Illinois Democrats won a historic victory at the polls this month. Not since the Franklin Roosevelt landslide of 1936 have Democrats controlled every statewide office, both chambers of the General Assembly, and the Illinois Supreme Court.
But you'd never know it if you were in Springfield last week. Instead of bringing them closer together, the landslide has driven them further apart.
The annual veto session began last week, and the battle lines were drawn right off the bat, with a House committee passing an electric-utility rate freeze that's opposed by staunch ComEd ally Senate President Emil Jones, and a Senate committee passing a minimum-wage increase strongly supported by the governor and looked upon with dubious eyes by House Speaker Michael Madigan. The timing appeared deliberate on both sides, and it probably was.
Jones, whose Senate Democrats won a veto-proof majority this month, even took a public swipe at Madigan, asking reporters "Who?" when queried about his relationship with the House Speaker.
Jones has long believed that Speaker Madigan doesn't show him enough respect, and that Democratic Party of Illinois Chair Madigan does not adequately represent the liberal interests of their party. Jones' new veto-proof majority has given him some major bragging rights, so the proper respect will be demanded.
The grumbling has also been loud since the election about the state party's failure to get involved in any races other than Madigan's Illinois House contests. For instance, while the state Republican Party was sending out mailers and doing media work on behalf of congressional candidates, Madigan's only focus was maintaining his own majority. Madigan said last week that none of the campaigns asked for the party's help, but a Jones partisan scoffed at the excuse.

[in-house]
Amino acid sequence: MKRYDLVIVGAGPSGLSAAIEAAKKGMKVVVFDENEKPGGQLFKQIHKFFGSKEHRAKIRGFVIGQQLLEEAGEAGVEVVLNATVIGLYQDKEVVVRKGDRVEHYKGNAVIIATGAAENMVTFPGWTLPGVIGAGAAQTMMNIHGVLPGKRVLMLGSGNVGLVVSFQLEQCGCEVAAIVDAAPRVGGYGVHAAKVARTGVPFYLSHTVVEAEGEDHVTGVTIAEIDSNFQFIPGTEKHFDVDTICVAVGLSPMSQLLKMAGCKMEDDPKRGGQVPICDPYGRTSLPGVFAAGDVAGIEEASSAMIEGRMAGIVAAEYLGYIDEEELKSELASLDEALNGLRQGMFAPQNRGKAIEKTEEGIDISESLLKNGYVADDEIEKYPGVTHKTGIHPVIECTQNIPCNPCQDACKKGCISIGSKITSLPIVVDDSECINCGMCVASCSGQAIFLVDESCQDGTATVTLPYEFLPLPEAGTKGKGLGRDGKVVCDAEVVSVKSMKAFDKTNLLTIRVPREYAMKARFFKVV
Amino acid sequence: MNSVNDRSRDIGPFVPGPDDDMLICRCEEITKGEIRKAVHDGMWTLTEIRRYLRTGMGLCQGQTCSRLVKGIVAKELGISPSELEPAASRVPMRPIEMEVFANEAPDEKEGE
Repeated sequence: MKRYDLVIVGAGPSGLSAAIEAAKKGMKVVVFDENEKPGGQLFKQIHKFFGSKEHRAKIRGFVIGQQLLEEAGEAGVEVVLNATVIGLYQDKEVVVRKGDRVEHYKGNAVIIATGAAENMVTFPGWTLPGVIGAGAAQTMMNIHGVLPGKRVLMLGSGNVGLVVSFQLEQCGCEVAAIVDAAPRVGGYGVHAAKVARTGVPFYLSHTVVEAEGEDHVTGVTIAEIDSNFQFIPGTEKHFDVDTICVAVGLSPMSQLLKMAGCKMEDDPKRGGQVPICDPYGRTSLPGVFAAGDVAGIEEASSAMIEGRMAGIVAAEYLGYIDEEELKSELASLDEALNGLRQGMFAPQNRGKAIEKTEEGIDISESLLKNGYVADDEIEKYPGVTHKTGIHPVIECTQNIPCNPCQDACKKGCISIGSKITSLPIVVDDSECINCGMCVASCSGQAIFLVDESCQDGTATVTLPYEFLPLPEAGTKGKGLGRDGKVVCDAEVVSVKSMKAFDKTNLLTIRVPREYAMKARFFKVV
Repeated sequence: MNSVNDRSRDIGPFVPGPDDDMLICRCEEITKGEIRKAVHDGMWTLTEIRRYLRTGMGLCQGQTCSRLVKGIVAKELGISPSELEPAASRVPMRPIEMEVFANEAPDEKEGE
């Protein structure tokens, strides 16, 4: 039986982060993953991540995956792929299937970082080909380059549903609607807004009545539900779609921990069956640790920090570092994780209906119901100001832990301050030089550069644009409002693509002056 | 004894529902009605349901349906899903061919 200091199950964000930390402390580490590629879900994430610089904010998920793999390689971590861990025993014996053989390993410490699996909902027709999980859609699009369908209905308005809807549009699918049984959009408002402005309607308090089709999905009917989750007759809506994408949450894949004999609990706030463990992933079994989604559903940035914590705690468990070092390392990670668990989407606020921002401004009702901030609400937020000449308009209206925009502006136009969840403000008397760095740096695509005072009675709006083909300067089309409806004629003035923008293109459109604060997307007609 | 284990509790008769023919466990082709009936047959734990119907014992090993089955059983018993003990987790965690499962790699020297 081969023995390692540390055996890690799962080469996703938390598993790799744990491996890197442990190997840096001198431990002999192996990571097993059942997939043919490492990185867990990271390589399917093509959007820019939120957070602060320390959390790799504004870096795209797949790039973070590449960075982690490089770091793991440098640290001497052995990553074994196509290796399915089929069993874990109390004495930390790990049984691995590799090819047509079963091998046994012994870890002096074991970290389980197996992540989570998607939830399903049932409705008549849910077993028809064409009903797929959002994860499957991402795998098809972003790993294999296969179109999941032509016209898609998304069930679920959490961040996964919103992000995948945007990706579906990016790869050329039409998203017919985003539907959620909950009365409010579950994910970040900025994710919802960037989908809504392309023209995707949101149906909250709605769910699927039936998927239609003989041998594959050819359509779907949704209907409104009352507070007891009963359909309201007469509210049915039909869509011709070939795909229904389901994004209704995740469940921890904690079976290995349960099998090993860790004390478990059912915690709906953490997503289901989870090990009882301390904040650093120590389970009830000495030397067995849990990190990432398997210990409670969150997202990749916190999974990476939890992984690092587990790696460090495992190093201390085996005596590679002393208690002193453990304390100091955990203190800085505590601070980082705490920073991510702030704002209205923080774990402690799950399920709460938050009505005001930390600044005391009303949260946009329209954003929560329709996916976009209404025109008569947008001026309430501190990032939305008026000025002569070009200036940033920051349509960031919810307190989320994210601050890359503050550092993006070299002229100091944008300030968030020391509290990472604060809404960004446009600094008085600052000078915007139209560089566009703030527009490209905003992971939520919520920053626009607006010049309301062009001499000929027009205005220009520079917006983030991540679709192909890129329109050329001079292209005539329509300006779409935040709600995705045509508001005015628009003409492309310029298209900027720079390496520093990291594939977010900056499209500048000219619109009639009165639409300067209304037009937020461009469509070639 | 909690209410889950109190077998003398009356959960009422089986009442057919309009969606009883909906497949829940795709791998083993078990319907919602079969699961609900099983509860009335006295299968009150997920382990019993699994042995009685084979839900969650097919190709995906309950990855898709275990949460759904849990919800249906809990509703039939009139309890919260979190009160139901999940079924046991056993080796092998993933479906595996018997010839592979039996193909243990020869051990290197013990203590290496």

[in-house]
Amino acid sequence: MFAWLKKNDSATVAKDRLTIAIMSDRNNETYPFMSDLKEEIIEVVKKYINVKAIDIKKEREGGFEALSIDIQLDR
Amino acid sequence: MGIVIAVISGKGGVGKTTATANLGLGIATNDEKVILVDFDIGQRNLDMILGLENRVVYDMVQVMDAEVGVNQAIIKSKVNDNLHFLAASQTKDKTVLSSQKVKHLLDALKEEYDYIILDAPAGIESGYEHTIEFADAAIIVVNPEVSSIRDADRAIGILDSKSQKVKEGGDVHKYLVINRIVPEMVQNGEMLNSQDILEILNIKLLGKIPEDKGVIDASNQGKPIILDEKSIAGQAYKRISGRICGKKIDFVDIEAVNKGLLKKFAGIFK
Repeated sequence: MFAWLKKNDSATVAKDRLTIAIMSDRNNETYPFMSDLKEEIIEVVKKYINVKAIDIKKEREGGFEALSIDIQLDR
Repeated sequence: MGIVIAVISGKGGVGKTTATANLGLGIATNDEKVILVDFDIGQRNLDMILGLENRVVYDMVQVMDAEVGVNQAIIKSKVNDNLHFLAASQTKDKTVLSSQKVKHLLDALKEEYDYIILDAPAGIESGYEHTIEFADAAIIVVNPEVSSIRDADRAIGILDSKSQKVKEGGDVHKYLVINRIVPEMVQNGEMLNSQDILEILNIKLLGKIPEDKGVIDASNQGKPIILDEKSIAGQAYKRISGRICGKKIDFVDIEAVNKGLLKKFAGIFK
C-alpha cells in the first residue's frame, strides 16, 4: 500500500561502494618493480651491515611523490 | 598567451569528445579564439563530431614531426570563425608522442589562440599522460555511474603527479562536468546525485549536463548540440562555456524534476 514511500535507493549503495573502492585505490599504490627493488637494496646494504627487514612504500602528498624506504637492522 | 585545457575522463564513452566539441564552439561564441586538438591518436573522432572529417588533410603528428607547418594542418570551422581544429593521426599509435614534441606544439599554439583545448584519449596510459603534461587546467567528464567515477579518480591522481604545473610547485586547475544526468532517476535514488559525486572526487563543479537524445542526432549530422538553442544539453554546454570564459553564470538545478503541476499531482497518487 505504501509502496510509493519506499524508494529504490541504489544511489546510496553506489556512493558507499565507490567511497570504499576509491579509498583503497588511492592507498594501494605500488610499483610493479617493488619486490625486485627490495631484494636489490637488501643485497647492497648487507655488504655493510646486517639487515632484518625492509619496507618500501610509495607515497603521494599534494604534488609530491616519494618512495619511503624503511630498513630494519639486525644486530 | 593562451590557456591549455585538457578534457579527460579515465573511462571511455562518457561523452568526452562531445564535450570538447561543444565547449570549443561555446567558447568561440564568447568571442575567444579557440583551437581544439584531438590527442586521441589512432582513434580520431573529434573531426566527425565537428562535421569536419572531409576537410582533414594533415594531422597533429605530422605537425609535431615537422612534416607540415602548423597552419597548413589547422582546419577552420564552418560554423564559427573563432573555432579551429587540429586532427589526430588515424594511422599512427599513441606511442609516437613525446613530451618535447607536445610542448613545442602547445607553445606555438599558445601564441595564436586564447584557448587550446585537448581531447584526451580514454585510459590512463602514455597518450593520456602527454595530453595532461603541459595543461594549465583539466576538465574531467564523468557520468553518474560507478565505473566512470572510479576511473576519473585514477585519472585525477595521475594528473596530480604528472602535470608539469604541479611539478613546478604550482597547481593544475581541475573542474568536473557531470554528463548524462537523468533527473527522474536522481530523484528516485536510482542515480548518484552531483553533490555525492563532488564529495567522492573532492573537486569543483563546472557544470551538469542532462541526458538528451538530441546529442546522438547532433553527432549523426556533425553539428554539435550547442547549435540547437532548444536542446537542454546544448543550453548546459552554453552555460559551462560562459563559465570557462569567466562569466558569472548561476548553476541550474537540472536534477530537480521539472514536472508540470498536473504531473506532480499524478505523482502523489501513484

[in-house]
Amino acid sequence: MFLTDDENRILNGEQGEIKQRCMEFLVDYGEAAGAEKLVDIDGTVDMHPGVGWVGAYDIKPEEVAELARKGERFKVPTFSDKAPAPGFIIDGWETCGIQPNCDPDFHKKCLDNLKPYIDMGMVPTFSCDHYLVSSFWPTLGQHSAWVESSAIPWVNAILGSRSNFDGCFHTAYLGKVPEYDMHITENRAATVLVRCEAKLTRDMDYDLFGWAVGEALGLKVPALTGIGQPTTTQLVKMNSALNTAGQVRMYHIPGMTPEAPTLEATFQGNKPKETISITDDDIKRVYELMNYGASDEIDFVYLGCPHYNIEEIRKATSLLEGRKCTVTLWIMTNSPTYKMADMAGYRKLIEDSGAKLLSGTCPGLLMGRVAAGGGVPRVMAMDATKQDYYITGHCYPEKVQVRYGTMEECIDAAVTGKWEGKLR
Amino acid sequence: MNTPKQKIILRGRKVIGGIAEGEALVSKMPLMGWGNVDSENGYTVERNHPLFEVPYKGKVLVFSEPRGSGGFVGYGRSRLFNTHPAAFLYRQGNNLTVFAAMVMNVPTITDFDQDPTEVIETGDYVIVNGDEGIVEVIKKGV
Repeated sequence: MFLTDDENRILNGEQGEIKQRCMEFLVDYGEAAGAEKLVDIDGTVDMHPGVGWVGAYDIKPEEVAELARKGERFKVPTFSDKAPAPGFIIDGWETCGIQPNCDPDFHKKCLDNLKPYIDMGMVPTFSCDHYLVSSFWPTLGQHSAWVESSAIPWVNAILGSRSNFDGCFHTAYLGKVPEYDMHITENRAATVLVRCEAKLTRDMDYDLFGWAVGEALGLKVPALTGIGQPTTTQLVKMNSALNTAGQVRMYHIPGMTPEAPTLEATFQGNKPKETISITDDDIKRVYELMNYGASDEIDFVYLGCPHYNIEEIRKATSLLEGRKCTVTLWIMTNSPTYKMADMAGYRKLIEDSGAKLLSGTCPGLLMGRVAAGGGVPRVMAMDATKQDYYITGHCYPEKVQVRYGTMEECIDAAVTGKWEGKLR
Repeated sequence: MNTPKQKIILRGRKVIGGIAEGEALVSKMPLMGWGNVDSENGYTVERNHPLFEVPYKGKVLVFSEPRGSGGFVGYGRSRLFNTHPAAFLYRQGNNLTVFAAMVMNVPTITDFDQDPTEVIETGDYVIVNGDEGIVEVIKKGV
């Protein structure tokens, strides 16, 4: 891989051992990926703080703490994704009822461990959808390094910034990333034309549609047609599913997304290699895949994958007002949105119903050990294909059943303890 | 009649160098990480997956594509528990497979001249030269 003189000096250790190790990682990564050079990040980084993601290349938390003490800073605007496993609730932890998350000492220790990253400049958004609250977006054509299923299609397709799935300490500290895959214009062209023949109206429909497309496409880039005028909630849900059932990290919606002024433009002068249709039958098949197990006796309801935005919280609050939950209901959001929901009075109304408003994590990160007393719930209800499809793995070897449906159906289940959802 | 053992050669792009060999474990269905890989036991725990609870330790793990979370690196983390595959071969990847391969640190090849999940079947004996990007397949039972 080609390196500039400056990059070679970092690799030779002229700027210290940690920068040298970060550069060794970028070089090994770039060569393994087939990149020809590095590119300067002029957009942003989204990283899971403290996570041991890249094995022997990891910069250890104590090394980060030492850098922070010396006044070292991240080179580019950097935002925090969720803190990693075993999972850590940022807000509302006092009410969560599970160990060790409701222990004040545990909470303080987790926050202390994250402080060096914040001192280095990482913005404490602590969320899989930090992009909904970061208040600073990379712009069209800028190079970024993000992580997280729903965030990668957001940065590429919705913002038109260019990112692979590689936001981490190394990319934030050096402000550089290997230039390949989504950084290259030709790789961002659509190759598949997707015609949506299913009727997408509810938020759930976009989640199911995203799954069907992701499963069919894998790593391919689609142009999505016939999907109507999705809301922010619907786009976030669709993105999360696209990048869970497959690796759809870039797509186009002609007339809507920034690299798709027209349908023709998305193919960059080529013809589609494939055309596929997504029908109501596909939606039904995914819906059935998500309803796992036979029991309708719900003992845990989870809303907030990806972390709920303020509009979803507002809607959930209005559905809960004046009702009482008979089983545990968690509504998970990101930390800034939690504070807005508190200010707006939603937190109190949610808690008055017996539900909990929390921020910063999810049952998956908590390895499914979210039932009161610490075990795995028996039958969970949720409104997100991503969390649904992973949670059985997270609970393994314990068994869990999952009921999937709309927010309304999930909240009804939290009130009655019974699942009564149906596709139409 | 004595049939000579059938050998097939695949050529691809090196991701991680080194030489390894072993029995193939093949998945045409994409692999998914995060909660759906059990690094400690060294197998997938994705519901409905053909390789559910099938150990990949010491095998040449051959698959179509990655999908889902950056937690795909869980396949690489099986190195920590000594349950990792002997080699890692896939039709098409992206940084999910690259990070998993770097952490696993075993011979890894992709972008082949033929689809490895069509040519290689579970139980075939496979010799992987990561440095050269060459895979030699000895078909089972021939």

It's also no secret that Governor Rod Blagojevich has long believed that Madigan is part of the problem in Illinois. During his first term, the governor was eventually forced to fully retreat from his attempts to help remake the party and sway Madigan's own members against him. But he jumped right back into the saddle last week.
According to numerous sources, Governor Blagojevich suggested to a group of Democratic House members last week that they should threaten to vote against Madigan for speaker until he agreed to support the governor's minimum-wage-increase legislation.
The unprecedented interference in a caucus leader's internal affairs left longtime observers shaking their heads in amazement that the governor would so directly challenge Madigan so soon after the election.
"It remains to be seen whether this is the last mistake of the governor's first term or the first mistake of his second term," said Madigan spokesperson Steve Brown, adding that the speaker is still open to working together with the governor in the coming years.
Madigan has yet to commit to passing the minimum-wage legislation, which zoomed out of the Senate last week. Several of Madigan's targeted incumbents were supported by big-business groups this year, so the speaker is not eager to double-cross them so soon after the election. He's also far more politically conservative than either Blagojevich or Jones, and appears to be setting himself up as a dam against a possible flood of liberal proposals from the two men.
The fact that a governor who is under a dozen or so federal investigations, who didn't win a majority of the popular vote, and who still has a job-disapproval rating in the high 50s believes he is secure enough to lash out at the most entrenched legislative leader in Illinois history is quite something to behold.
The two men are now even fighting publicly over whether Madigan is actively snubbing the governor in private.
The governor's office claims that Blagojevich phoned Madigan twice last week to talk to him about the minimum-wage bill, and the speaker didn't return either call. Madigan's press secretary said he wasn't aware of any calls from the governor's office. I asked if he could check, just to make sure, but he declined, saying he would know about something as important as calls from the governor.
The governor's press office then tracked down the logs of one of the calls and reported back that Blagojevich attempted to call Madigan last Tuesday afternoon at 2:51. The speaker's spokesman stuck by his claim, however.
Maybe Dr. Phil can perform a relationship intervention. It may be the Democrats' only hope of avoiding a massive implosion after their great "victory."
Rich Miller also publishes Capitol Fax (a daily political newsletter) and (http://www.thecapitolfaxblog.com).